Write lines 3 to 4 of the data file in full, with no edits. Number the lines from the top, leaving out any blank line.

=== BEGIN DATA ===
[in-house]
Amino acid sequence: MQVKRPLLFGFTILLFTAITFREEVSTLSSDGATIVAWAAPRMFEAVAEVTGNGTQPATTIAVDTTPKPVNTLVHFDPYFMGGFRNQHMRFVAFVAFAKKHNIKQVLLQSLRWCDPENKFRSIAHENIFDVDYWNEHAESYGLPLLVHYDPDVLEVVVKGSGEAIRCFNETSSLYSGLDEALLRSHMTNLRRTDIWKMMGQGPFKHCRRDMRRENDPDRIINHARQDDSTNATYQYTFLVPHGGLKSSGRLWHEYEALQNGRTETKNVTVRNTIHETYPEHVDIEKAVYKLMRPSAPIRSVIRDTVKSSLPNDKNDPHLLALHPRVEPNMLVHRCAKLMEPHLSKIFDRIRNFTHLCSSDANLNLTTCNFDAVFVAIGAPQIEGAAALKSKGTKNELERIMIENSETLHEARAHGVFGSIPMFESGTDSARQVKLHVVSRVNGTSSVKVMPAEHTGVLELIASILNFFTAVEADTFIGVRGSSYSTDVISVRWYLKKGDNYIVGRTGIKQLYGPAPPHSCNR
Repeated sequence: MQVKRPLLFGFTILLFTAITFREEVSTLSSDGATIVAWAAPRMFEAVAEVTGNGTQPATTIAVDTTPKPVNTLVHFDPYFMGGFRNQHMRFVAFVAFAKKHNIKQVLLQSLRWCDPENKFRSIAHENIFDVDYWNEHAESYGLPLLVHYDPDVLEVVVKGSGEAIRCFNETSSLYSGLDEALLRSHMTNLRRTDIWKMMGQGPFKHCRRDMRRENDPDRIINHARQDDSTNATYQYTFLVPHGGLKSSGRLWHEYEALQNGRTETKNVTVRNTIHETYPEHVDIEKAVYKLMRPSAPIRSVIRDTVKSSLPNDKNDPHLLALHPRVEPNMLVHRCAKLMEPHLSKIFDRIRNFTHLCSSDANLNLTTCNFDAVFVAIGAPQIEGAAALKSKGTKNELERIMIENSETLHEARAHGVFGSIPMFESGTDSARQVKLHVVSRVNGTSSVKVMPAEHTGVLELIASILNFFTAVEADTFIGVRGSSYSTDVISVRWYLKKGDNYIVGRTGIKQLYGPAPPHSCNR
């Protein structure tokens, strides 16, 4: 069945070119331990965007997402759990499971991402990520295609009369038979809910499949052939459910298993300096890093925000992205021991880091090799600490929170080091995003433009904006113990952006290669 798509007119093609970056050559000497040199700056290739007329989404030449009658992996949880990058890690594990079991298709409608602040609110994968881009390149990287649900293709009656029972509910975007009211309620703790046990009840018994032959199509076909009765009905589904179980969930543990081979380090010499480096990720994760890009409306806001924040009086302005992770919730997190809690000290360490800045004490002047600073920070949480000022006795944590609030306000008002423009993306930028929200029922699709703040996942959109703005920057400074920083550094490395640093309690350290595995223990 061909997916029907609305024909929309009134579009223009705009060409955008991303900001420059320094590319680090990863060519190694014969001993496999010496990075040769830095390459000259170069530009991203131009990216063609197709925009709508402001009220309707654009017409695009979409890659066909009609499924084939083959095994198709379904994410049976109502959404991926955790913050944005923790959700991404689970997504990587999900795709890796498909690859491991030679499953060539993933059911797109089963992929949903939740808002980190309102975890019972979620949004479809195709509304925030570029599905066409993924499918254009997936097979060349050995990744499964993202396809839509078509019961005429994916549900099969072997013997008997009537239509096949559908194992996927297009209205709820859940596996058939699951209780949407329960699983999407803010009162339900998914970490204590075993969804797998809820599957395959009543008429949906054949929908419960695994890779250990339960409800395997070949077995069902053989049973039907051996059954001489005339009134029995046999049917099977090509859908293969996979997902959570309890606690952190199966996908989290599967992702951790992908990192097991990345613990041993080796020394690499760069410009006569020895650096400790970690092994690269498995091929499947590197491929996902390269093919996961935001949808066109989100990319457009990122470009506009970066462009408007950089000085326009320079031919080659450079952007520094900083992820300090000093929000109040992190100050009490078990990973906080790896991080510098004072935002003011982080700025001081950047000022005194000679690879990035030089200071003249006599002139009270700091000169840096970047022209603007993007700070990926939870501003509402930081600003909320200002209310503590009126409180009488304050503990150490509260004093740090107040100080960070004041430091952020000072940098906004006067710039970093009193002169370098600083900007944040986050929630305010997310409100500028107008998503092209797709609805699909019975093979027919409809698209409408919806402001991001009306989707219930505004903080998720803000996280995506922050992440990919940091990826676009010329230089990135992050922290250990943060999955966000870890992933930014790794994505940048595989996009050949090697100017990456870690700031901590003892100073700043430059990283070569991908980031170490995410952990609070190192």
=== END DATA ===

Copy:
Repeated sequence: MQVKRPLLFGFTILLFTAITFREEVSTLSSDGATIVAWAAPRMFEAVAEVTGNGTQPATTIAVDTTPKPVNTLVHFDPYFMGGFRNQHMRFVAFVAFAKKHNIKQVLLQSLRWCDPENKFRSIAHENIFDVDYWNEHAESYGLPLLVHYDPDVLEVVVKGSGEAIRCFNETSSLYSGLDEALLRSHMTNLRRTDIWKMMGQGPFKHCRRDMRRENDPDRIINHARQDDSTNATYQYTFLVPHGGLKSSGRLWHEYEALQNGRTETKNVTVRNTIHETYPEHVDIEKAVYKLMRPSAPIRSVIRDTVKSSLPNDKNDPHLLALHPRVEPNMLVHRCAKLMEPHLSKIFDRIRNFTHLCSSDANLNLTTCNFDAVFVAIGAPQIEGAAALKSKGTKNELERIMIENSETLHEARAHGVFGSIPMFESGTDSARQVKLHVVSRVNGTSSVKVMPAEHTGVLELIASILNFFTAVEADTFIGVRGSSYSTDVISVRWYLKKGDNYIVGRTGIKQLYGPAPPHSCNR
């Protein structure tokens, strides 16, 4: 069945070119331990965007997402759990499971991402990520295609009369038979809910499949052939459910298993300096890093925000992205021991880091090799600490929170080091995003433009904006113990952006290669 798509007119093609970056050559000497040199700056290739007329989404030449009658992996949880990058890690594990079991298709409608602040609110994968881009390149990287649900293709009656029972509910975007009211309620703790046990009840018994032959199509076909009765009905589904179980969930543990081979380090010499480096990720994760890009409306806001924040009086302005992770919730997190809690000290360490800045004490002047600073920070949480000022006795944590609030306000008002423009993306930028929200029922699709703040996942959109703005920057400074920083550094490395640093309690350290595995223990 061909997916029907609305024909929309009134579009223009705009060409955008991303900001420059320094590319680090990863060519190694014969001993496999010496990075040769830095390459000259170069530009991203131009990216063609197709925009709508402001009220309707654009017409695009979409890659066909009609499924084939083959095994198709379904994410049976109502959404991926955790913050944005923790959700991404689970997504990587999900795709890796498909690859491991030679499953060539993933059911797109089963992929949903939740808002980190309102975890019972979620949004479809195709509304925030570029599905066409993924499918254009997936097979060349050995990744499964993202396809839509078509019961005429994916549900099969072997013997008997009537239509096949559908194992996927297009209205709820859940596996058939699951209780949407329960699983999407803010009162339900998914970490204590075993969804797998809820599957395959009543008429949906054949929908419960695994890779250990339960409800395997070949077995069902053989049973039907051996059954001489005339009134029995046999049917099977090509859908293969996979997902959570309890606690952190199966996908989290599967992702951790992908990192097991990345613990041993080796020394690499760069410009006569020895650096400790970690092994690269498995091929499947590197491929996902390269093919996961935001949808066109989100990319457009990122470009506009970066462009408007950089000085326009320079031919080659450079952007520094900083992820300090000093929000109040992190100050009490078990990973906080790896991080510098004072935002003011982080700025001081950047000022005194000679690879990035030089200071003249006599002139009270700091000169840096970047022209603007993007700070990926939870501003509402930081600003909320200002209310503590009126409180009488304050503990150490509260004093740090107040100080960070004041430091952020000072940098906004006067710039970093009193002169370098600083900007944040986050929630305010997310409100500028107008998503092209797709609805699909019975093979027919409809698209409408919806402001991001009306989707219930505004903080998720803000996280995506922050992440990919940091990826676009010329230089990135992050922290250990943060999955966000870890992933930014790794994505940048595989996009050949090697100017990456870690700031901590003892100073700043430059990283070569991908980031170490995410952990609070190192």